As a teenager, Paulina Castle struggled for years with suicidal thoughts. When her mental health was at its most fragile, she would isolate herself, spending days in her room alone.
“That’s the exact thing that makes you feel significantly worse,” the 26-year-old Denver woman said. “It creates a cycle where you’re constantly getting dug into a deeper hole.”
Part of her recovery involved forcing herself to leave her room to socialize or to exercise outside. But the COVID-19 pandemic has made all of that much harder. Instead of interacting with people on the street in her job as a political canvasser, she is working at home on the phone. And with social distancing rules in place, she has fewer opportunities to meet with friends.
“Since the virus started,” she said, “it’s been a lot easier to fall back into that cycle.”
Between the challenges of the pandemic, the social unrest and the economic crisis, mental health providers are warning that the need for behavioral health services is growing. Yet faced with budgetary shortfalls, Colorado is cutting spending on a number of mental health and substance use treatment programs.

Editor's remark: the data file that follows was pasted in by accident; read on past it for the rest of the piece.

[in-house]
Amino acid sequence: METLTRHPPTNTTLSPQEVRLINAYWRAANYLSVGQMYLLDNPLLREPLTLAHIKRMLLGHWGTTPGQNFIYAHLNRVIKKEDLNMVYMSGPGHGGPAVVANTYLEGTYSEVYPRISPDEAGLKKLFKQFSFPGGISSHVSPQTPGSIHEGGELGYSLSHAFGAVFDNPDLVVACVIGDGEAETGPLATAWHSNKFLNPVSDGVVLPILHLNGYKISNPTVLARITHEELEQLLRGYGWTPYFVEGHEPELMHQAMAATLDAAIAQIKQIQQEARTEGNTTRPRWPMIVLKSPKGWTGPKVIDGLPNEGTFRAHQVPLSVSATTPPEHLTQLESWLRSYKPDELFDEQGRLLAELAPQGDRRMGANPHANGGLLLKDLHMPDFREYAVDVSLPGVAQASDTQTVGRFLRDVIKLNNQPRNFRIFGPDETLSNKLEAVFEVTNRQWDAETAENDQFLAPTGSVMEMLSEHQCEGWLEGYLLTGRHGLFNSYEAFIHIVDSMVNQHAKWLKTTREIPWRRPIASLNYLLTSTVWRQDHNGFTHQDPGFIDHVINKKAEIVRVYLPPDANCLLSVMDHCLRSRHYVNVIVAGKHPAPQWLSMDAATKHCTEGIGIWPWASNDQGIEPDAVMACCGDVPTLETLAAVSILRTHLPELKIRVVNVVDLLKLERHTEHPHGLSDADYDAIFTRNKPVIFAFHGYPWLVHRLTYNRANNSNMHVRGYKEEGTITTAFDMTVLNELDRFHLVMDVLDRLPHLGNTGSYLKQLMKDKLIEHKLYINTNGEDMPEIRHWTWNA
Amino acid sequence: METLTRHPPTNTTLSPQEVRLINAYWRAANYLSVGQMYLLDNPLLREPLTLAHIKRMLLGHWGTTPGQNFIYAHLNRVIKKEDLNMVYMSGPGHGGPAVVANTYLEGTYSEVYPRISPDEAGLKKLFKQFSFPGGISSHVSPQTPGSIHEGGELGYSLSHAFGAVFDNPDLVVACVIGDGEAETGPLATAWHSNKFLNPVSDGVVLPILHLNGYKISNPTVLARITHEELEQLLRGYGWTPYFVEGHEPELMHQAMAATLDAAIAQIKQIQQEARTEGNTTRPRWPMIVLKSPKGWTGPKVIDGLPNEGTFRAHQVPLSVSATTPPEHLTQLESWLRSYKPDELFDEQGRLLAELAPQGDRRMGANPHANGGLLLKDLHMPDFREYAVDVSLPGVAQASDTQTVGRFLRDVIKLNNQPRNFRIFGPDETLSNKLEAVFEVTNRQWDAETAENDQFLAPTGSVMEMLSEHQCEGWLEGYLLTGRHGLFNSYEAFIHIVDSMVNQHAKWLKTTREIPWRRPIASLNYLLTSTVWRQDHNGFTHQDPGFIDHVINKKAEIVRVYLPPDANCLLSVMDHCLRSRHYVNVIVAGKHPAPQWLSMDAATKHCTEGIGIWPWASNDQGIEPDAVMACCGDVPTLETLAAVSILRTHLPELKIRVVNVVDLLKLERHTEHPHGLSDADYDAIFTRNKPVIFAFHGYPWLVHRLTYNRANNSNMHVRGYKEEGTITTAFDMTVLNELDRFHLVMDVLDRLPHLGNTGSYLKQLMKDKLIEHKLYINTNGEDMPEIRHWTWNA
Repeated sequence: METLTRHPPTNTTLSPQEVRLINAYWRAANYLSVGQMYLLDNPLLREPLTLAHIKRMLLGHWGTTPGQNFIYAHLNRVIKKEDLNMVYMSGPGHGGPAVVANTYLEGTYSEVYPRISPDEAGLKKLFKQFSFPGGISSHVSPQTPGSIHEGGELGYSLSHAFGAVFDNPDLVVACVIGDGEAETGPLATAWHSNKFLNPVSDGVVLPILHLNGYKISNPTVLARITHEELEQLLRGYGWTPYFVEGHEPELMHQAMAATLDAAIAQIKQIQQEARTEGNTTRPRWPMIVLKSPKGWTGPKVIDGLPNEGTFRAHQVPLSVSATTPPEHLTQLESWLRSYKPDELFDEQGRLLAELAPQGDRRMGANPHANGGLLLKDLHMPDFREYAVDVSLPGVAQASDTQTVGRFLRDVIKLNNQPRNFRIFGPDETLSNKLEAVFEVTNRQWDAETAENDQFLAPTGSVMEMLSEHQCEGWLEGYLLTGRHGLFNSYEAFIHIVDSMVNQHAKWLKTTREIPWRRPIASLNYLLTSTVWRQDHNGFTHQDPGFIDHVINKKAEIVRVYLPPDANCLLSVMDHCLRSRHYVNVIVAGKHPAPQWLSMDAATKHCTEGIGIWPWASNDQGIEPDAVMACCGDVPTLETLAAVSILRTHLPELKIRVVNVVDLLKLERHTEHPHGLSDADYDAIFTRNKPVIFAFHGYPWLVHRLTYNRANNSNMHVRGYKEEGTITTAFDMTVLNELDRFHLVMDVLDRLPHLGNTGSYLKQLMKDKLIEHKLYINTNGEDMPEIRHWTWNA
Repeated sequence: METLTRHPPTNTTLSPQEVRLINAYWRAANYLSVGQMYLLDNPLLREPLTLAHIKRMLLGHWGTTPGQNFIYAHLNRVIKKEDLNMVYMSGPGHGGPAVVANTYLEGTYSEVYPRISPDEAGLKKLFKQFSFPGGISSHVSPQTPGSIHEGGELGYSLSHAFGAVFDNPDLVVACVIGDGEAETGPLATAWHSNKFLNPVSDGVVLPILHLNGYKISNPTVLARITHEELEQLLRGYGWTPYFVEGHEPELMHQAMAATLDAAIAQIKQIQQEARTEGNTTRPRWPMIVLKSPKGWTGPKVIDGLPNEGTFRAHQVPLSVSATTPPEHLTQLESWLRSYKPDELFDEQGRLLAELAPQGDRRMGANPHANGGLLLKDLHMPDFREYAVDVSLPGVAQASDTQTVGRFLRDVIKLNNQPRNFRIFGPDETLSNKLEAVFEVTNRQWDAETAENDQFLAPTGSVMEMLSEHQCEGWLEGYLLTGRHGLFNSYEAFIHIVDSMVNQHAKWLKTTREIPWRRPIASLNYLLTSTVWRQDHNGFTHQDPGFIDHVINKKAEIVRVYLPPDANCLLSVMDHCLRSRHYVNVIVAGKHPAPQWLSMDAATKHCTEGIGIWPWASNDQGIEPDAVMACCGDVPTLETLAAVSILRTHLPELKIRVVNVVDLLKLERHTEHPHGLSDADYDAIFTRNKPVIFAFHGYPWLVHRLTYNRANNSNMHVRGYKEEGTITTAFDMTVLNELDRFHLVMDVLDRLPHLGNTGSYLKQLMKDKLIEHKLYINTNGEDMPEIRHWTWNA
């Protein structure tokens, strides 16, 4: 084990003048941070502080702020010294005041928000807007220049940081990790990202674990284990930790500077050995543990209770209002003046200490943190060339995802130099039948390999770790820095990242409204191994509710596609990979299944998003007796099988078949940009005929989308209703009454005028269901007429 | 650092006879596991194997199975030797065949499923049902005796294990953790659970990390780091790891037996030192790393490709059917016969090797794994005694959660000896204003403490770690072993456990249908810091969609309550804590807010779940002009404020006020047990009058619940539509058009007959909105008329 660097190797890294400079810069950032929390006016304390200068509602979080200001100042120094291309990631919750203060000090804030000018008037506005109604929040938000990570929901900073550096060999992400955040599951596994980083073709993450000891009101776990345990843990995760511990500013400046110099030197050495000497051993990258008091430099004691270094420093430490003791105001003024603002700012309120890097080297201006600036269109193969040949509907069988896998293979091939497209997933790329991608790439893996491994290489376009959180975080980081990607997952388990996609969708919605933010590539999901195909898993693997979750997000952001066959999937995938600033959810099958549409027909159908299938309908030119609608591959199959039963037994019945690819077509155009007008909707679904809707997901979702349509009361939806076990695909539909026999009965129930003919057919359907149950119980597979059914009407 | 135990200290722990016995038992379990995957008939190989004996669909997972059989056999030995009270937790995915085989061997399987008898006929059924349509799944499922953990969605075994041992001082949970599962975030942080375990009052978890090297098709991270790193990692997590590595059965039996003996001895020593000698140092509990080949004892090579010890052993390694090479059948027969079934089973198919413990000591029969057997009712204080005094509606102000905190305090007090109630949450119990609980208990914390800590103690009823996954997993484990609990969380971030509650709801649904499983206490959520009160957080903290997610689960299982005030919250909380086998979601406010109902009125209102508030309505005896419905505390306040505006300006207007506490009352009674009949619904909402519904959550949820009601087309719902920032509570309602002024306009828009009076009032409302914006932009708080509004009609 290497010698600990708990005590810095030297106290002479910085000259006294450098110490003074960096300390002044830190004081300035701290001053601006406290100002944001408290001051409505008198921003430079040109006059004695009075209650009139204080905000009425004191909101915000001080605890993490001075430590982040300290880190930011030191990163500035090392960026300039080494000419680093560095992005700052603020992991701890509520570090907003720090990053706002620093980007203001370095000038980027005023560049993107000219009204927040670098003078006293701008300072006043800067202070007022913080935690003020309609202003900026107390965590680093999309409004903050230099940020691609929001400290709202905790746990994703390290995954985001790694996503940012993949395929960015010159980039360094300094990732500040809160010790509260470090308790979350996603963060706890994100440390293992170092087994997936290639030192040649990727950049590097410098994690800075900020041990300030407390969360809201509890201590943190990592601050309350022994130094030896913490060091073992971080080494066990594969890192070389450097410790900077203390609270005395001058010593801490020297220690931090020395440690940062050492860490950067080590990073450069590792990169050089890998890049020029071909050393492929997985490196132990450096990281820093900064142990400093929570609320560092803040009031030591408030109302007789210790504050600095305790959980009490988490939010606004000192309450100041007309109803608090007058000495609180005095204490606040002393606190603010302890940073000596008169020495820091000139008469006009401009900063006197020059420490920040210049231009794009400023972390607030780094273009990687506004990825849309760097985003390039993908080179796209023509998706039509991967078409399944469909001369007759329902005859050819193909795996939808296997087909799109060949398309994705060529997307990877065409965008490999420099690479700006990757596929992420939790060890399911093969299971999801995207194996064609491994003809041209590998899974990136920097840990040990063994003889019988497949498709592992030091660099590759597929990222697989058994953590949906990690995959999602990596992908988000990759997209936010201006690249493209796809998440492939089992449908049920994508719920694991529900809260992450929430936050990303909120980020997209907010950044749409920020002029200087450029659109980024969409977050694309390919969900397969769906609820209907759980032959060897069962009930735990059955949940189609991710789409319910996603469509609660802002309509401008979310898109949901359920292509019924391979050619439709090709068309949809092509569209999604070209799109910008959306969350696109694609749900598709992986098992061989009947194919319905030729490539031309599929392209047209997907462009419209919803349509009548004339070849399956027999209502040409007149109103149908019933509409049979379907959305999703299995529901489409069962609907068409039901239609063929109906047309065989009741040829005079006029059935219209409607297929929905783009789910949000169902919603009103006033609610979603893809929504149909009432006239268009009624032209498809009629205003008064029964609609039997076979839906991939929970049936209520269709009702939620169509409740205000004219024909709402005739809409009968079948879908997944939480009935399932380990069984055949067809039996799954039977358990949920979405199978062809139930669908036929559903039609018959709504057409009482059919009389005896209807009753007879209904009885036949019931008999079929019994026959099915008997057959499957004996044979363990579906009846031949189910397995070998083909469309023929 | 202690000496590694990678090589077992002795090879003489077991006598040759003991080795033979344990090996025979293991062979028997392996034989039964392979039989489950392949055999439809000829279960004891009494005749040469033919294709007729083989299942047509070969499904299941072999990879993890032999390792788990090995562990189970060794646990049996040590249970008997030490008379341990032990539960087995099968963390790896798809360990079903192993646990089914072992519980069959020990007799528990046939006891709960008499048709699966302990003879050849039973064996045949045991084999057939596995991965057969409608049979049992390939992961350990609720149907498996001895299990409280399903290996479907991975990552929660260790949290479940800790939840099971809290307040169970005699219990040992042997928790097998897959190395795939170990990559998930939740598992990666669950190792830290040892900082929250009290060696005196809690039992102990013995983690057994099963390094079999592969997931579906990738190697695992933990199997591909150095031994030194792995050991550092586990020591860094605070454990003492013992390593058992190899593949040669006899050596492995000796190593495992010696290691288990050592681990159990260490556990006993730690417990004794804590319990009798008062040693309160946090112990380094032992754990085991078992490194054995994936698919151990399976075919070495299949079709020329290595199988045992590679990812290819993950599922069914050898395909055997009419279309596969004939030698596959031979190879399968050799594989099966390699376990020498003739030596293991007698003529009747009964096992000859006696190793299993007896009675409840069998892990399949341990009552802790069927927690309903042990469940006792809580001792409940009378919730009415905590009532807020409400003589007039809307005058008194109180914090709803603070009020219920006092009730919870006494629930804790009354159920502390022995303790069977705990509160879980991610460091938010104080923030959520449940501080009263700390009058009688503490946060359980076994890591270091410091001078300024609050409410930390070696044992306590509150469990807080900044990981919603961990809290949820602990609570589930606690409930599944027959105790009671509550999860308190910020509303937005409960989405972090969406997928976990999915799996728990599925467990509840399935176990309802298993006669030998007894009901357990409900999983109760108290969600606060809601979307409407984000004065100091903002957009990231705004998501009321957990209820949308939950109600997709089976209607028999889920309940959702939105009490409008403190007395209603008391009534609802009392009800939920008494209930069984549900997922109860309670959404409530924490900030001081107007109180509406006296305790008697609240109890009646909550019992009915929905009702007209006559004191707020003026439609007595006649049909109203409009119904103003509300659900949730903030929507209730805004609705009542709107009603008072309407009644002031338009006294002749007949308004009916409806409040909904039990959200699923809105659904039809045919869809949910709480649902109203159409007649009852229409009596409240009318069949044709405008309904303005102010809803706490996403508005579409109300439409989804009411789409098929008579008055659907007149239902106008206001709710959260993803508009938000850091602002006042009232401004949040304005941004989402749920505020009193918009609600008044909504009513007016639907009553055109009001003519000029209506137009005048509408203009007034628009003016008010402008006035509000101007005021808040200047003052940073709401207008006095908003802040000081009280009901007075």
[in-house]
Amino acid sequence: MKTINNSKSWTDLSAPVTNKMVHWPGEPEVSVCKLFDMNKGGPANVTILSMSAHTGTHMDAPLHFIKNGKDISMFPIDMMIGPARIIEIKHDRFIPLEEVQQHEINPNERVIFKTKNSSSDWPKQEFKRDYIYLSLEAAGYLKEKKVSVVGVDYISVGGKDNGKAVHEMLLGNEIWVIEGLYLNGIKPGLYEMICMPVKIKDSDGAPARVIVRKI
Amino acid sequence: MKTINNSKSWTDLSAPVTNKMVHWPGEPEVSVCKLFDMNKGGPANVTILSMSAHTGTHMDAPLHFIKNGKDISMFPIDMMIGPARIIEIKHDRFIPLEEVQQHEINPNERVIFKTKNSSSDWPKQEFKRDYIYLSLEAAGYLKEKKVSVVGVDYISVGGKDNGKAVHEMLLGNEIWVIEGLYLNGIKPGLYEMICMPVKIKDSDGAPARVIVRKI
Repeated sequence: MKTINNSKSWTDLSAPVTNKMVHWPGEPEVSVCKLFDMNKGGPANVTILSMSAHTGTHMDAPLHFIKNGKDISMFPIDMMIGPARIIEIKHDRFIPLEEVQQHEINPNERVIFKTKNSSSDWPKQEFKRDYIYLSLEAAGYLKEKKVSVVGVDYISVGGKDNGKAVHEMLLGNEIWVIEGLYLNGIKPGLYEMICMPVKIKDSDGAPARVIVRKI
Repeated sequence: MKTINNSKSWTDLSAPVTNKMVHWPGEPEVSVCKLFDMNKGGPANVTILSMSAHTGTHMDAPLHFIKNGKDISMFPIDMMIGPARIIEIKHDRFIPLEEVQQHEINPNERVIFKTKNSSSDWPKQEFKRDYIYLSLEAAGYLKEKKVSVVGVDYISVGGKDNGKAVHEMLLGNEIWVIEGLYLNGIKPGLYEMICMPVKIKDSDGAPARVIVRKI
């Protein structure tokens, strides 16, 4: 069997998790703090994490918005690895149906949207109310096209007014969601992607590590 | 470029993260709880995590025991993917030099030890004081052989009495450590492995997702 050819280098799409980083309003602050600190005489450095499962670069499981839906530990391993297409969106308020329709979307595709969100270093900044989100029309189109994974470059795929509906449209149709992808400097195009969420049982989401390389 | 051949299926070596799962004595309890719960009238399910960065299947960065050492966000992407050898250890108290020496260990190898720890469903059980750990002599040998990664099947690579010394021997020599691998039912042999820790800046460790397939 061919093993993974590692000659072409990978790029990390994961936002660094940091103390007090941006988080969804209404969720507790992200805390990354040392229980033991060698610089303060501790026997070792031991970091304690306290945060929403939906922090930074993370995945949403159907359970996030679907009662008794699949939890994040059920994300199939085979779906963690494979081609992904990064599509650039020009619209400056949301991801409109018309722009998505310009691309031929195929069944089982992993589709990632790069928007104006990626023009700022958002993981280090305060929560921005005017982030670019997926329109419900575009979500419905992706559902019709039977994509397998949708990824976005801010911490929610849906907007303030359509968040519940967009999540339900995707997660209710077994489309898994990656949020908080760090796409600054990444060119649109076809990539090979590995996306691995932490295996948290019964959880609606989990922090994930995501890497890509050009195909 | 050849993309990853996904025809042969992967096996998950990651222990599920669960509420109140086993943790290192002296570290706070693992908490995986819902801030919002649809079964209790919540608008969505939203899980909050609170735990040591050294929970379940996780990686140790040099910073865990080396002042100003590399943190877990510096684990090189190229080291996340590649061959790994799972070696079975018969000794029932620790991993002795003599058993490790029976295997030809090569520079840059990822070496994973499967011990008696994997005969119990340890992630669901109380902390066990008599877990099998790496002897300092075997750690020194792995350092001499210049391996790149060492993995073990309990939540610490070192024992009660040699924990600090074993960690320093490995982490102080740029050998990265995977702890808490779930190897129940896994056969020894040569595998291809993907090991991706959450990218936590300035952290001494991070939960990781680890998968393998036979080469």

Across the country, the recession has cut state revenues at the same time the pandemic has increased costs, forcing lawmakers into painful decisions about how to balance their budgets. State legislatures have been forced to consider health care cuts and delay new health programs even in the midst of a health care crisis. But many lawmakers and health experts are concerned the cuts needed to balance state budgets now could exacerbate the pandemic and the recession down the line.
“Health care cuts tend to be on the table, and of course, it’s counterproductive,” said Edwin Park, a health policy professor at Georgetown University. When there’s a recession, people lose their jobs and health insurance, he noted, the very moment when people need those health programs the most.
‘Everything Has To Be On The Table’